My grandmother learned French at school in Australia in the late 1950s. For years she studied it dutifully, and the one phrase that she recalls vividly to this day is:
La plume de ma tante est dans le jardin avec le lion.
For those who never had the pleasure or pain of learning French, it translates as ‘My aunt’s pen is in the garden with the lion’. Difficult to slip into casual conversation, to say the least.
She was not alone in learning this phrase – la plume de ma tante was a byword in ridiculous second language education, to the extent that in 1958 LIFE Magazine called it “the most idiotically useless phrase in a beginner’s French textbook”.
My grandmother, wonderful woman that she is, is not renowned for her memory. She has been known to spend time searching for her glasses only to discover them in the fridge. Furthermore she is now in her eighties. So why does she remember this phrase so clearly?
Language learning (or language acquisition as we are now supposed to call it) was a very different kettle of fish in the decades after World War II. It was a world of chalk and blackboards and grammar drills, and it was dominated for many years by a method appositely called the ‘Army method’ – officially the Audio-Lingual method, or ALM.
ALM was heavily influenced by Harvard psychologist B.F. Skinner’s behaviourist theory that humans could be trained with a system of reinforcement. When a child says ‘up’ and she is picked up, she will remember the experience and her understanding of the word will be deeper, so she will be more likely to use it correctly in the future.
What did this mean in practice? Drills, drills, and more drills. A typical lesson would often start with a sample dialogue that had to be memorised and recited. This would be followed by drills designed to reinforce the new structure, either with direct repetition, substitution, or restatement, for example:
Teacher: I bought a sandwich.
Students: I bought sandwiches.
Teacher: My pen is on the table.
Students: My pen is on the table.
Teacher: …under the chair.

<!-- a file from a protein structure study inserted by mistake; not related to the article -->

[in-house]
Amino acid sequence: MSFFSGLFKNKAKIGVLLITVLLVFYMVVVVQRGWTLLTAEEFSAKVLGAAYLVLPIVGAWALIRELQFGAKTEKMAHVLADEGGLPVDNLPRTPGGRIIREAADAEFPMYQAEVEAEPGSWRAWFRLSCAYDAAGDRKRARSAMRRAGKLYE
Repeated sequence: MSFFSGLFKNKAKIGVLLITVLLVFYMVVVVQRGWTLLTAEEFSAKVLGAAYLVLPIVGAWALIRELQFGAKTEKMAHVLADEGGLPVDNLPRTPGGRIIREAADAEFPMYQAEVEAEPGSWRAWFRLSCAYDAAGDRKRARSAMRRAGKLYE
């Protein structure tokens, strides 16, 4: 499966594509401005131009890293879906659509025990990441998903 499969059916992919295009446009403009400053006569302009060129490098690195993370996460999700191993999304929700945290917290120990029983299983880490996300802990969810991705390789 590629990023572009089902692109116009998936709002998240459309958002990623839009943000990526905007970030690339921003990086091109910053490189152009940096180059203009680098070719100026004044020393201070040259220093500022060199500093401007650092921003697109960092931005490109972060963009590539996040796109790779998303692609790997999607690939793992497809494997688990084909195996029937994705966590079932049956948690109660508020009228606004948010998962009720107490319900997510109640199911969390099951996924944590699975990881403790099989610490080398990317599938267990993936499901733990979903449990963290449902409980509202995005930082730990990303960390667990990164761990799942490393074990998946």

Students: My pen is under the chair.
Teacher: …in my pencilcase.
Students: My pen is in my pencilcase.
If this sounds a bit like the call-and-reply of a drill sergeant barking at a platoon of soldiers, it’s because that’s exactly what it was. The second World War was a key factor in ALM’s rise to prominence. The army needed huge numbers of servicemen as interpreters, code-room assistants and translators. Charles Fries, a structural linguist and director of the first English Language Institute, had developed a method that used intensive drilling of basic sentence patterns. “It is these basic patterns that constitute the learner’s task. They require drill, drill and more drill, and only enough vocabulary to make such drills possible,” he said. Many soldiers were trained intensively in a short space of time, with a high success rate.
After the war, stung into action by fear of being left out of international scientific advances – particularly when the Russians launched a space satellite – the US government decided its citizens had to learn more foreign languages, and threw money at the problem with the National Defense Education Act. Language teaching specialists drew on Fries’ structural linguistics and combined it with the principles of behavioural psychology, and voilà: the Audio-Lingual Method was born.
Although the method is absolutely grammar-focussed, it never explains or contextualises the grammar. There is no ‘cognitive’ aspect, where the teacher explains (something the Babbel method uses). In ALM only the target language is spoken by the teacher, and students are expected to learn the patterns through mechanical repetition.
Photo: Bundesarchiv, Bild 183-P0422-0004 / CC-BY-SA
Language labs were a big part of the methodology. Students would sit in cubicles, listening and repeating, often recording their voices and listening to the playback.
For anyone born after 1980, this kind of approach to language learning may sound like a bygone era. Indeed, the first time ALM was attacked was in 1959, when Noam Chomsky called Skinner’s behaviourist theory “a serious delusion”. Behaviourism fell out of favour, new cognitive and communicative methods of language learning were adopted, and according to Wikipedia ALM was discredited by the 1970s.
So what’s Eddie Izzard going on about?
In fact, reports of the death of the Army method have been greatly exaggerated. It may not form the core of what is taught in classrooms these days, but its principles and tenets are still with us.
The idea that students are taught only in the target language rather than their mother tongue never left us. Immersive and communicative methods do this too. English as a Second Language (ESL) teaching is based on this principle, not only from a pedagogical perspective but out of sheer practicality. The language lab may look a little different with computers instead of tape decks or cassettes, but it’s still there.
Walk into any foreign language classroom and there’s a good chance that there will be a drill at some point in the lesson. The style and purpose of the drill may differ – they’re often used to work on pronunciation rather than grammar – but this is a direct legacy of the Army method.
So next time a strange phrase pops into your head that got stuck there during a French or German lesson many years ago, don’t be alarmed. It’s just one of the colourful side-effects of learning a new language. At least you don’t have to worry about your grandmother getting eaten by a lion while trying to retrieve her aunt’s pen.
Does this sound familiar? Have you ever learned with the ‘Army method’? Leave us a comment!